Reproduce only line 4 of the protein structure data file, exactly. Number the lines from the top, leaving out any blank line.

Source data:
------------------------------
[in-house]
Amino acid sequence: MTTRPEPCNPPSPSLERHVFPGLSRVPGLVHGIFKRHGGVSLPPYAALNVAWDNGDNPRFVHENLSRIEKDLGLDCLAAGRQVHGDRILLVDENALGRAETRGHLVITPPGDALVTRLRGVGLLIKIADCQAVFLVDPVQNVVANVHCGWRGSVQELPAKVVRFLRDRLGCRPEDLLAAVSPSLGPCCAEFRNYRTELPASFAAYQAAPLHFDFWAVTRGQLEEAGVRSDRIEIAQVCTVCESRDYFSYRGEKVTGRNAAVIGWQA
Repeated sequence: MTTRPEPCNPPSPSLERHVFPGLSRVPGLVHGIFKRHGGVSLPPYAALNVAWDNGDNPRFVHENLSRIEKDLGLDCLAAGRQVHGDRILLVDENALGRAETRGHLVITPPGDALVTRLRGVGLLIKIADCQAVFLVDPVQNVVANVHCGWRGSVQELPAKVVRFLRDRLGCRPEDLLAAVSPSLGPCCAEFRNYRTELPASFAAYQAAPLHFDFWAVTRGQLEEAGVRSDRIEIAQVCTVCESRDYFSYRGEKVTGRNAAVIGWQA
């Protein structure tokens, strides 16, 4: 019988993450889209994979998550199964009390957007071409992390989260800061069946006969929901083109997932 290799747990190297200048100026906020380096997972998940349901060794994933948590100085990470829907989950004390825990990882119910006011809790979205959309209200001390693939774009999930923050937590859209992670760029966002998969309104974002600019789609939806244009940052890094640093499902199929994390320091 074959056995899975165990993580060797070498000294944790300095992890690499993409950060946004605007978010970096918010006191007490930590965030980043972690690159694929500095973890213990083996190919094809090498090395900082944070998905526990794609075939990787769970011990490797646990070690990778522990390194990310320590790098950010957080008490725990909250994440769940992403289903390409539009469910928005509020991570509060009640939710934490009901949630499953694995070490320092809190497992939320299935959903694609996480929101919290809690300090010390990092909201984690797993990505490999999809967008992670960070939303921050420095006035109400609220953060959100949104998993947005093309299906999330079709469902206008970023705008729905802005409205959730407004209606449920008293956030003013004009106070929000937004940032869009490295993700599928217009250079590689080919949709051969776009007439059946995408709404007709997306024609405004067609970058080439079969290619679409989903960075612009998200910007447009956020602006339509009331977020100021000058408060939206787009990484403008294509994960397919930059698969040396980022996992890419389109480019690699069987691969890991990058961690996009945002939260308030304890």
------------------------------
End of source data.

């Protein structure tokens, strides 16, 4: 019988993450889209994979998550199964009390957007071409992390989260800061069946006969929901083109997932 290799747990190297200048100026906020380096997972998940349901060794994933948590100085990470829907989950004390825990990882119910006011809790979205959309209200001390693939774009999930923050937590859209992670760029966002998969309104974002600019789609939806244009940052890094640093499902199929994390320091 074959056995899975165990993580060797070498000294944790300095992890690499993409950060946004605007978010970096918010006191007490930590965030980043972690690159694929500095973890213990083996190919094809090498090395900082944070998905526990794609075939990787769970011990490797646990070690990778522990390194990310320590790098950010957080008490725990909250994440769940992403289903390409539009469910928005509020991570509060009640939710934490009901949630499953694995070490320092809190497992939320299935959903694609996480929101919290809690300090010390990092909201984690797993990505490999999809967008992670960070939303921050420095006035109400609220953060959100949104998993947005093309299906999330079709469902206008970023705008729905802005409205959730407004209606449920008293956030003013004009106070929000937004940032869009490295993700599928217009250079590689080919949709051969776009007439059946995408709404007709997306024609405004067609970058080439079969290619679409989903960075612009998200910007447009956020602006339509009331977020100021000058408060939206787009990484403008294509994960397919930059698969040396980022996992890419389109480019690699069987691969890991990058961690996009945002939260308030304890």